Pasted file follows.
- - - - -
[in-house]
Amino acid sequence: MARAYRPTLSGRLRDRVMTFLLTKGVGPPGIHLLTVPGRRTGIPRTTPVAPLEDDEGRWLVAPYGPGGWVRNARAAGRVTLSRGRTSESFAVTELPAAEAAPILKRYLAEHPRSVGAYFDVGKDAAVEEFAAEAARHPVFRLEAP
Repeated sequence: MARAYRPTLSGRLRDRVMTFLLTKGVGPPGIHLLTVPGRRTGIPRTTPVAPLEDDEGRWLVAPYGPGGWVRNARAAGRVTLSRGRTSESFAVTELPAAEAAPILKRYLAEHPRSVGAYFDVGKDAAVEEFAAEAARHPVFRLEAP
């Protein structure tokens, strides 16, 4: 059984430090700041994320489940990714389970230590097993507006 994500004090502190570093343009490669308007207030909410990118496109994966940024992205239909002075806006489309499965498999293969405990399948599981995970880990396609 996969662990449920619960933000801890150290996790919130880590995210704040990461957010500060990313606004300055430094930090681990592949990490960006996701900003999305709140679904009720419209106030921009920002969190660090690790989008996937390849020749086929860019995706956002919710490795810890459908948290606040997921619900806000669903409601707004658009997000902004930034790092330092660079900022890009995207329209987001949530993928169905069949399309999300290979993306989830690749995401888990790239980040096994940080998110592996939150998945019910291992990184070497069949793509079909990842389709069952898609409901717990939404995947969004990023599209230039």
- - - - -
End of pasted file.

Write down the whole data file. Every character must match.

[in-house]
Amino acid sequence: MARAYRPTLSGRLRDRVMTFLLTKGVGPPGIHLLTVPGRRTGIPRTTPVAPLEDDEGRWLVAPYGPGGWVRNARAAGRVTLSRGRTSESFAVTELPAAEAAPILKRYLAEHPRSVGAYFDVGKDAAVEEFAAEAARHPVFRLEAP
Repeated sequence: MARAYRPTLSGRLRDRVMTFLLTKGVGPPGIHLLTVPGRRTGIPRTTPVAPLEDDEGRWLVAPYGPGGWVRNARAAGRVTLSRGRTSESFAVTELPAAEAAPILKRYLAEHPRSVGAYFDVGKDAAVEEFAAEAARHPVFRLEAP
């Protein structure tokens, strides 16, 4: 059984430090700041994320489940990714389970230590097993507006 994500004090502190570093343009490669308007207030909410990118496109994966940024992205239909002075806006489309499965498999293969405990399948599981995970880990396609 996969662990449920619960933000801890150290996790919130880590995210704040990461957010500060990313606004300055430094930090681990592949990490960006996701900003999305709140679904009720419209106030921009920002969190660090690790989008996937390849020749086929860019995706956002919710490795810890459908948290606040997921619900806000669903409601707004658009997000902004930034790092330092660079900022890009995207329209987001949530993928169905069949399309999300290979993306989830690749995401888990790239980040096994940080998110592996939150998945019910291992990184070497069949793509079909990842389709069952898609409901717990939404995947969004990023599209230039």